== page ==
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How EHR vendor Epic became involved in a major Supreme Court labor law decision http://medclimate.com/external/index.php?http://www.healthcareitnews.com/news/how-ehr-vendor-epic-became-involved-major-supreme-court-labor-law-decision http://medclimate.com/external/index.php?http://www.healthcareitnews.com/news/how-ehr-vendor-epic-became-involved-major-supreme-court-labor-law-decision Mon, 21 May 2018 11:24:29 CDT walmeida at Healthcare IT News - Government & Policy In a 5-4 decision decided by the conservative justices of the U.S. Supreme Court and handed down on May 21, Epic Systems – along with two other employers – came out on top in a labor law case experts say will have a significant impact on American workers' rights. The case, Epic Systems Corporation v. Lewis, was argued in October 2017 and focused on whether the National Labor Relations Act allowed for collective redress in arbitration situations. It involved Epic's requirement that employees resolve individual wage-and-hour claims through the arbitration process, with an agreement that also prohibited them from pursuing those claims via a class action or collective action. It asserts that continued employment at Epic is tantamount to consent to that agreement once employees have clicked two buttons acknowledging it. Jacob Lewis, a technical writer at Epic, filed a class action lawsuit in federal court against the Verona, Wisconsin-based health IT company, alleging that it violated the Fair Labor Standards Act and Wisconsin state law by failing to compensate him and other similar employees for overtime pay, due to misclassifying their employment status. Lewis also claimed that the employment arbitration agreement violated the National Labor Relations Act in depriving him of the chance to pursue collective action against Epic. Epic's move to dismiss that lawsuit and to compel arbitration was denied; the company appealed to the U.S. Seventh Circuit Court of Appeals, where Chief Judge Diane Wood ruled that Section 7 of the NLRA protects "concerted activities," and the "collective or class legal proceedings fit well within the ordinary understanding" of what such a term means. Epic petitioned the Supreme Court to take the case in September 2016, arguing that its arbitration waiver was consistent with NLRA. The Court agreed to take the case, combining it with two other similar arguments: Ernst and Young v. Morris and NLRB v. Murphy Oil. The central question of the case: "Whether an agreement that requires an employer and an employee to resolve employment-related disputes through individual arbitration, and waive class and collective proceedings, is enforceable under the Federal Arbitration Act, notwithstanding the provisions of the National Labor Relations Act." In its decision on Epic v. Lewis, the Supreme Court has ruled that companies such as Epic can require labor and wage disputes to be hashed out individually, and not allow workers to collectively bring class action lawsuits against their employers. In his majority opinion, Justice Neil Gorsuch wrote that the NLRA is trumped by the 1925 Federal Arbitration Act, and said workers who sign such arbitration agreements have to do so individually rather than collectively. The decision affects "tens of millions of private non-union employees, who will be barred from suing collectively over the terms of their employment," according to NPR. "The policy may be debatable but the law is clear: Congress has instructed that arbitration agreements like those before us must be enforced as written," Gorsuch wrote. "While Congress is of course always free to amend this judgment, we see nothing suggesting it did so in the NLRA — much less that it manifested a clear intention to displace the Arbitration Act.  In her dissent, Justice Ruth Bader Ginsburg called "urgently" on Congress to "correct the court's elevation of the Arbitration Act over workers' rights to act in concert." The Court's decision means "there will be huge under-enforcement of federal and state statutes designed to advance the well-being of vulnerable workers," she wrote. In a statement given to Healthcare IT News, Epic Founder and CEO Judy Faulkner said, "It is important that employers protect an employees’ right to file complaints, while also providing for a fair forum in which those grievances are addressed. When it comes to grievances regarding wages and hours, we believe individual arbitration agreements strike that reasonable balance and are pleased with the court’s decision in support of this." Twitter: @MikeMiliardHITN Email the writer: mike.miliard@himssmedia.com Primary Topic: ComplianceAdditional Topics: PolicyMeaningful UsePolicyWorkforceLeadershipPolicyMeaningful UseSpecific Terms: ComplianceComplianceCustom Tags: ComplianceWorkforceComplianceDisable Auto Tagging: Short Headline: How Epic became involved in a major Supreme Court labor law decisionNewsletter hed: How EHR vendor Epic became involved in a major Supreme Court labor law decisionNewsletter teaser: Supreme Court sides with Epic and other employers over workers in the May 21 decision, with Justice Neil Gorsuch writing the 5-4 majority opinion.HOT @HIMSS: Featured Decision Content:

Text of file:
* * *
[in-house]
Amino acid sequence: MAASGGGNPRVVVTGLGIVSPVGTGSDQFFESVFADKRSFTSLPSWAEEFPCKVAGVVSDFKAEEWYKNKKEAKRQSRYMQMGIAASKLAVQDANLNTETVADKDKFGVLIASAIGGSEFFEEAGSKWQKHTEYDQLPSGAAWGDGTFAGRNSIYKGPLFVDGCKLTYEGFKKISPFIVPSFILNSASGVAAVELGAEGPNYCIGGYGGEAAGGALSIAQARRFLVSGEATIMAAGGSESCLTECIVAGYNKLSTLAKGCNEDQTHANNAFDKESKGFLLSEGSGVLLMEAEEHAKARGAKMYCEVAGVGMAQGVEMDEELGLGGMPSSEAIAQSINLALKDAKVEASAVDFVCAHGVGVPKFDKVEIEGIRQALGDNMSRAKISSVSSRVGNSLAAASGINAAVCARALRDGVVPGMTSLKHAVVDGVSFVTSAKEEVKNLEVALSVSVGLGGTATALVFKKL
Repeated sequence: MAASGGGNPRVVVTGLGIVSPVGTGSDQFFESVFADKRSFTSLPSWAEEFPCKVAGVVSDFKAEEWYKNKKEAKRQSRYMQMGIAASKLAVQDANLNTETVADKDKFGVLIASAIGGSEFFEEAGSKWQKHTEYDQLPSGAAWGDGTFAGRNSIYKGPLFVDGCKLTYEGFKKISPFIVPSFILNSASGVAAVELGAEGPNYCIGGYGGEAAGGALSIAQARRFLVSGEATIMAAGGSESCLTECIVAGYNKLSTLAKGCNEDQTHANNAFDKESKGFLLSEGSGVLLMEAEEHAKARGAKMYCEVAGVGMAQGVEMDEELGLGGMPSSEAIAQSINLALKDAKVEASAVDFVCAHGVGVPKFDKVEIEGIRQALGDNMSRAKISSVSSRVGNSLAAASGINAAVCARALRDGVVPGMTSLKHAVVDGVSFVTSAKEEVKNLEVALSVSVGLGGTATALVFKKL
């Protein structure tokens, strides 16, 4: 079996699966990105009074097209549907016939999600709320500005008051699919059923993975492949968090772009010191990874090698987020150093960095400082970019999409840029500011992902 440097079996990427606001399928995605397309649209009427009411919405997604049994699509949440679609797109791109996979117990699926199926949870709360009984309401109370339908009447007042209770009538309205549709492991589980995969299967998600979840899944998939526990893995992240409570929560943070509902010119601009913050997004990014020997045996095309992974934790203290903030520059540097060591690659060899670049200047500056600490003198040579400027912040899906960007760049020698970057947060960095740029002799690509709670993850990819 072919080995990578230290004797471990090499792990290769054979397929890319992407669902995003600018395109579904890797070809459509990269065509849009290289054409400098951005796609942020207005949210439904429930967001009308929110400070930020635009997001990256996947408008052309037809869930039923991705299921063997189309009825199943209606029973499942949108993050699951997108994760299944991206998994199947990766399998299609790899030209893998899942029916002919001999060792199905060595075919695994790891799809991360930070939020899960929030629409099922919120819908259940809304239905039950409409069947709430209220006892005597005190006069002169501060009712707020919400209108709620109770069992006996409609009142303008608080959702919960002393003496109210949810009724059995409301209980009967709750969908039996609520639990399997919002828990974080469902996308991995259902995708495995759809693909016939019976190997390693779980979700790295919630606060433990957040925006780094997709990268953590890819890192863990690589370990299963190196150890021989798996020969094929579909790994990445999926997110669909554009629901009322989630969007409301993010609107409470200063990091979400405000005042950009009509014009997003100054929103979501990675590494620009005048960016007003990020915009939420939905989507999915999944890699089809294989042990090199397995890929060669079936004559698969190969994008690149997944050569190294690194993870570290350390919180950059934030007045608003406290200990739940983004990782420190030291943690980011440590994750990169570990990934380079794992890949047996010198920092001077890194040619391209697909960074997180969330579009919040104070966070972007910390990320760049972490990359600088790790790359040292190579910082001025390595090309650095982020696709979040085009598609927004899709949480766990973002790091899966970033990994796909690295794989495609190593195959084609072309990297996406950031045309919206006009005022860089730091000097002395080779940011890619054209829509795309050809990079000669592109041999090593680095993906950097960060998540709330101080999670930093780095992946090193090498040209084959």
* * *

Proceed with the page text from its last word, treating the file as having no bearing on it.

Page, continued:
In a 5-4 decision decided by the conservative justices of the U.S. Supreme Court and handed down on May 21, Epic Systems – along with two other employers – came out on top in a labor law case experts say will have a significant impact on American workers' rights.